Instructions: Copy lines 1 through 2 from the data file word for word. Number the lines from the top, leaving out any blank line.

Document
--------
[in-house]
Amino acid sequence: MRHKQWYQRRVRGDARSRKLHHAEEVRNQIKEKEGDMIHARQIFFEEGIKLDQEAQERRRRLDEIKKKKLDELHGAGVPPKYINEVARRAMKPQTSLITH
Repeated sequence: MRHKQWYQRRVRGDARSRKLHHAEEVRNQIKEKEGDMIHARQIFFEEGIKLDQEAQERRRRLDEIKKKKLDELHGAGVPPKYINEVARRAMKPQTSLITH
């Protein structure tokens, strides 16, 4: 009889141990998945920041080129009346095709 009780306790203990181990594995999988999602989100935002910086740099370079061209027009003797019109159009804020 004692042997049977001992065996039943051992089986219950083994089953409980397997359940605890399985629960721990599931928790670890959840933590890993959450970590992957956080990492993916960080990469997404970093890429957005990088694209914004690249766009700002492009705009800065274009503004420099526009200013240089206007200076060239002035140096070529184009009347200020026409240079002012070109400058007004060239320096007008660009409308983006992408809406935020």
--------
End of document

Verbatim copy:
[in-house]
Amino acid sequence: MRHKQWYQRRVRGDARSRKLHHAEEVRNQIKEKEGDMIHARQIFFEEGIKLDQEAQERRRRLDEIKKKKLDELHGAGVPPKYINEVARRAMKPQTSLITH